Higher education seeding a STEM-less society
The House of Lords Select Committee on Science and Technology has issued a call for evidence as it launches its inquiry into higher education of STEM subjects (science, technology, engineering and mathematics).
The National STEM Centre reports that annual turnover from UK engineering is £800bn, yet more and more employers are reporting that they are unable to find graduates with STEM backgrounds. This has lead to these fields being described as ‘strategically important but vulnerable’ (the so-called ‘SIV subjects’).
The major areas of concern for the committee will be in addressing the claims from industry of a shortage of graduates in STEM subjects, the number of these graduates working in jobs that don’t require STEM backgrounds and looking at the higher education process at each stage to see where improvements need to be made.
Children interested in STEM subjects
The committee will be asking questions about various aspects of higher education, from A-levels through to employment. However, is it the 16+ students that the committee should be focusing on? An interest in STEM subjects can begin from a much younger age, as is the belief of Barry Richards, a lead engineer from Electroimpact.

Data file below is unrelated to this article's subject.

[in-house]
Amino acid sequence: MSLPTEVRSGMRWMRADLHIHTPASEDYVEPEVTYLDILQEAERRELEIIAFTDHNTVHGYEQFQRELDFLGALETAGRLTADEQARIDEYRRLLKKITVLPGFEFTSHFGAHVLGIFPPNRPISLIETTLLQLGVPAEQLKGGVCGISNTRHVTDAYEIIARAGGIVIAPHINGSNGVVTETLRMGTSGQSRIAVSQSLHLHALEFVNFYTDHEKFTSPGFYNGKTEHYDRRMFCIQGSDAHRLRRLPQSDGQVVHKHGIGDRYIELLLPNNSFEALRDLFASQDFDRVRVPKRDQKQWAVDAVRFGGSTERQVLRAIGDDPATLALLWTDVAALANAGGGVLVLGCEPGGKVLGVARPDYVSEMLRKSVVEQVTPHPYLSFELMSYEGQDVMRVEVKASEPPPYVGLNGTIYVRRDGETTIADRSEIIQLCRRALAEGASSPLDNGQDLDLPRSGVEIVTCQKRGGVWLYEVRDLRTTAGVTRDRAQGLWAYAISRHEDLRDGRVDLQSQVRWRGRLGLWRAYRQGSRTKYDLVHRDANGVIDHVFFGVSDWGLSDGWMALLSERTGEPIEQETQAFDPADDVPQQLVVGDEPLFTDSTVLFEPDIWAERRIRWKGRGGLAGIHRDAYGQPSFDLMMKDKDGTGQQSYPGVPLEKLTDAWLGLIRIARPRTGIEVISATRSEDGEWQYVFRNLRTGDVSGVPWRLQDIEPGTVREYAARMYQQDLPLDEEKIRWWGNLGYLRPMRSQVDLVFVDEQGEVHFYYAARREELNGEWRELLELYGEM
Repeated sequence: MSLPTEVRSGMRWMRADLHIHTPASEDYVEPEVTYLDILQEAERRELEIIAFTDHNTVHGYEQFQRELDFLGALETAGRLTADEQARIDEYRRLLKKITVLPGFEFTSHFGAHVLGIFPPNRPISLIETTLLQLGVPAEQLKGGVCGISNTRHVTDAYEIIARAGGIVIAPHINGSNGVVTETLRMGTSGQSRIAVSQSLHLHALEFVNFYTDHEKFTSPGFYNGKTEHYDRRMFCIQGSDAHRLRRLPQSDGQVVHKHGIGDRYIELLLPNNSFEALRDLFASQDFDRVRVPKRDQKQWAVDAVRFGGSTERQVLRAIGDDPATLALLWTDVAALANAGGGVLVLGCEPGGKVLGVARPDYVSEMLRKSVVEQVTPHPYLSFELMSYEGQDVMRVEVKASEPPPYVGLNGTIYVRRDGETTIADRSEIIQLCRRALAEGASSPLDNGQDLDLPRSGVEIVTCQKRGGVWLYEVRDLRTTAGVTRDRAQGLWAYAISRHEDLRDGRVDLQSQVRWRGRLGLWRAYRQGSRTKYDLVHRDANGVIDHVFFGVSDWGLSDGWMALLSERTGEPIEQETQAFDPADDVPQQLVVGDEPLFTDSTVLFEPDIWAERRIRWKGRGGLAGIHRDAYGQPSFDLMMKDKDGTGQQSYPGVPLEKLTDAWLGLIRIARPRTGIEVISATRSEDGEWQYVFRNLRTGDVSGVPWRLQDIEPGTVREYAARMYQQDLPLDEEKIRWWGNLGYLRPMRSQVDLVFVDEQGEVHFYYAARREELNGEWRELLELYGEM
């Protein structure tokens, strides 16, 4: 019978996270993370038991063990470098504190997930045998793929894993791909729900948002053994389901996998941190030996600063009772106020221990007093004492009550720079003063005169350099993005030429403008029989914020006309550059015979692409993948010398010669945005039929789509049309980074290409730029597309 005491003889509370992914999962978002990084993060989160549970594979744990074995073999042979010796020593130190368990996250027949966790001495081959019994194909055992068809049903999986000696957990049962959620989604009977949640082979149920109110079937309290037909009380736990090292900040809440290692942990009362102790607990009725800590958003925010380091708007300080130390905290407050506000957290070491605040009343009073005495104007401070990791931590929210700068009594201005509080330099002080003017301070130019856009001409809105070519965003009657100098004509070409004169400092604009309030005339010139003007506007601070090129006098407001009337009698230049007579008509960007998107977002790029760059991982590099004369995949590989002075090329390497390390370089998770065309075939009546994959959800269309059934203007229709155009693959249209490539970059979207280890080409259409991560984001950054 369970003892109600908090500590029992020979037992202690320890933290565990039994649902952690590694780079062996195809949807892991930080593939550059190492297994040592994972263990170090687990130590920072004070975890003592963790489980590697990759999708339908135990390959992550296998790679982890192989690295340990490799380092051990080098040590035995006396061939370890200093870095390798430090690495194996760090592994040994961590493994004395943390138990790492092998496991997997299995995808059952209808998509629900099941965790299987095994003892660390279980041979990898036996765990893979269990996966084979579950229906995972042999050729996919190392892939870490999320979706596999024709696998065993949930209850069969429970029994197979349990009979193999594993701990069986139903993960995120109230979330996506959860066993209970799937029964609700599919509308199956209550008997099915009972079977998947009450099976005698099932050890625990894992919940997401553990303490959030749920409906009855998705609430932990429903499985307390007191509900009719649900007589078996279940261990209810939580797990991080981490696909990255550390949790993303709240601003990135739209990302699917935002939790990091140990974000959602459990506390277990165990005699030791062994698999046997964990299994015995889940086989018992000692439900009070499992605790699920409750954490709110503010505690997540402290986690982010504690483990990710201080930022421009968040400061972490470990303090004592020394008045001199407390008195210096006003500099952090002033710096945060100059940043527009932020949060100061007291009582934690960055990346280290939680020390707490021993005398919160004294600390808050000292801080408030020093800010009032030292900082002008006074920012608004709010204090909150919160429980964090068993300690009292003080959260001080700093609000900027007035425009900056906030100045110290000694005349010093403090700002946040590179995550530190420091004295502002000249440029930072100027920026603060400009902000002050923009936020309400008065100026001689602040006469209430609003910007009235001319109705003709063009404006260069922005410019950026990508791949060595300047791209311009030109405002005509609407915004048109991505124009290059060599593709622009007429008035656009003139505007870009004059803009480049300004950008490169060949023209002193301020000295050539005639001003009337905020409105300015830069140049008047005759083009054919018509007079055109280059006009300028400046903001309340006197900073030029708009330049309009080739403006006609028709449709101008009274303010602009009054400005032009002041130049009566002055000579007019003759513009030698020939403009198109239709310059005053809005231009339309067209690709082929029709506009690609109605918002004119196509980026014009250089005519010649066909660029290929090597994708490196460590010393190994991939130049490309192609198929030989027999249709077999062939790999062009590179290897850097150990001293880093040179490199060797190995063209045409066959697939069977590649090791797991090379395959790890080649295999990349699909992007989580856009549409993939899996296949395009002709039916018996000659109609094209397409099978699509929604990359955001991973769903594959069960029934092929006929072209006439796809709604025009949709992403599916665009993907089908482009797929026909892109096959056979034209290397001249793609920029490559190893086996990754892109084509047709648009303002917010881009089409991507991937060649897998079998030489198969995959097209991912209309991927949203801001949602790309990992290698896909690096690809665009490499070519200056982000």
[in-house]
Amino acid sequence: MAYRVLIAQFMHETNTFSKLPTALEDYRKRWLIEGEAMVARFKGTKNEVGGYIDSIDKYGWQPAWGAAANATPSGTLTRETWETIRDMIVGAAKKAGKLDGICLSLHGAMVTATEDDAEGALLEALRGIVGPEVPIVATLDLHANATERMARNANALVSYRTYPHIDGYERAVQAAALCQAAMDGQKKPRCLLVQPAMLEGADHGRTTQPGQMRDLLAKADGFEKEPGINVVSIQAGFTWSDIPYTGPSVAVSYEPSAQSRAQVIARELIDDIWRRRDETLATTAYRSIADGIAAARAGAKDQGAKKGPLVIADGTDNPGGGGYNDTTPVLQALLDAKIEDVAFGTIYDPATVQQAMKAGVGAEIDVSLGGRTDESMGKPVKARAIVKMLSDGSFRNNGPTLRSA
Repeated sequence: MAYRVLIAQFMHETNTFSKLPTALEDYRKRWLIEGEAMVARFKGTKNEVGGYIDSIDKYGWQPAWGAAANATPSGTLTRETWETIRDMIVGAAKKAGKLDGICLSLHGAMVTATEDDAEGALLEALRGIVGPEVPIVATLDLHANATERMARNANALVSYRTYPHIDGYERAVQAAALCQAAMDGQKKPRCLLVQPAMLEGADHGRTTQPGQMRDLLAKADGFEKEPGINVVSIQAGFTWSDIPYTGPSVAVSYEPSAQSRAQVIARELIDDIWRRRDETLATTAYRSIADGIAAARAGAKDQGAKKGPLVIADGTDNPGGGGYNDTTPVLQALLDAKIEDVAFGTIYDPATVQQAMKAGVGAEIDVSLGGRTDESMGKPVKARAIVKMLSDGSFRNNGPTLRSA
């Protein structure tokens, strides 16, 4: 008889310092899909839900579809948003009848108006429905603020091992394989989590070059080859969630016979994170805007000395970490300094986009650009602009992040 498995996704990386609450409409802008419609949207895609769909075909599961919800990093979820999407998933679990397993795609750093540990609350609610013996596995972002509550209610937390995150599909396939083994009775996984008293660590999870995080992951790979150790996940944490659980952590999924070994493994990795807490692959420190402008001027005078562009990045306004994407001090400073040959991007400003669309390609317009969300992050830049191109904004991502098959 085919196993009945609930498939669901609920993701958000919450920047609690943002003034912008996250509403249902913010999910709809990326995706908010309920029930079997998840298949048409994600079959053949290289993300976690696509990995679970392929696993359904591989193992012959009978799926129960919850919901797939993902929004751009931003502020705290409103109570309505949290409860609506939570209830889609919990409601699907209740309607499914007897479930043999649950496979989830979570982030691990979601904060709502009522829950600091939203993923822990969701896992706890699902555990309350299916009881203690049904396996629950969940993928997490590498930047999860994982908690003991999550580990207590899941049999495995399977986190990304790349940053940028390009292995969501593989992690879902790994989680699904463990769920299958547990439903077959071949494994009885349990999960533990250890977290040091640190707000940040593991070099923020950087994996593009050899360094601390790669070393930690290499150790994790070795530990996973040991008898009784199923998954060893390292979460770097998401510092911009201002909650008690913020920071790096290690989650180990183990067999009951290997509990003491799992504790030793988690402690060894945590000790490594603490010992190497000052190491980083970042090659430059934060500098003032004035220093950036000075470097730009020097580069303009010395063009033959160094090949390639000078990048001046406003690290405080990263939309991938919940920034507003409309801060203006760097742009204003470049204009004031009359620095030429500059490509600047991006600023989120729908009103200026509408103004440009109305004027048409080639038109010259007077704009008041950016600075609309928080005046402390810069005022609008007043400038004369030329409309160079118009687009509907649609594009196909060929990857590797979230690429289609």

“I believe that if you don’t have an interest in science and engineering before the age of 10 then you are very unlikely to develop the real underlying interest in these things, that subliminally directs you on the course of your STEM future.”
Richards has reported his concern that young people are not being educated in the right way to inspire a pursuit of engineering and associated subjects. He welcomed news of the inquiry, stating, “I hope the committee grab the bull by the horns on this subject because we don’t really have time to waste on recovering the situation.”
At the CaSE strategy meeting last week, the subject of higher education in STEM subjects was a major area of discussion. The select committee will have its work cut out as varying opinions battle it out on how best to maintain the UK’s leading position in research and development and inspire the next generation of employees seeking to fill STEM roles.
You can submit your evidence by email to email@example.com by 16th December.
Are there any other questions that you would ask? And do you think that higher education in the UK is failing our STEM graduates? Please leave your comments below.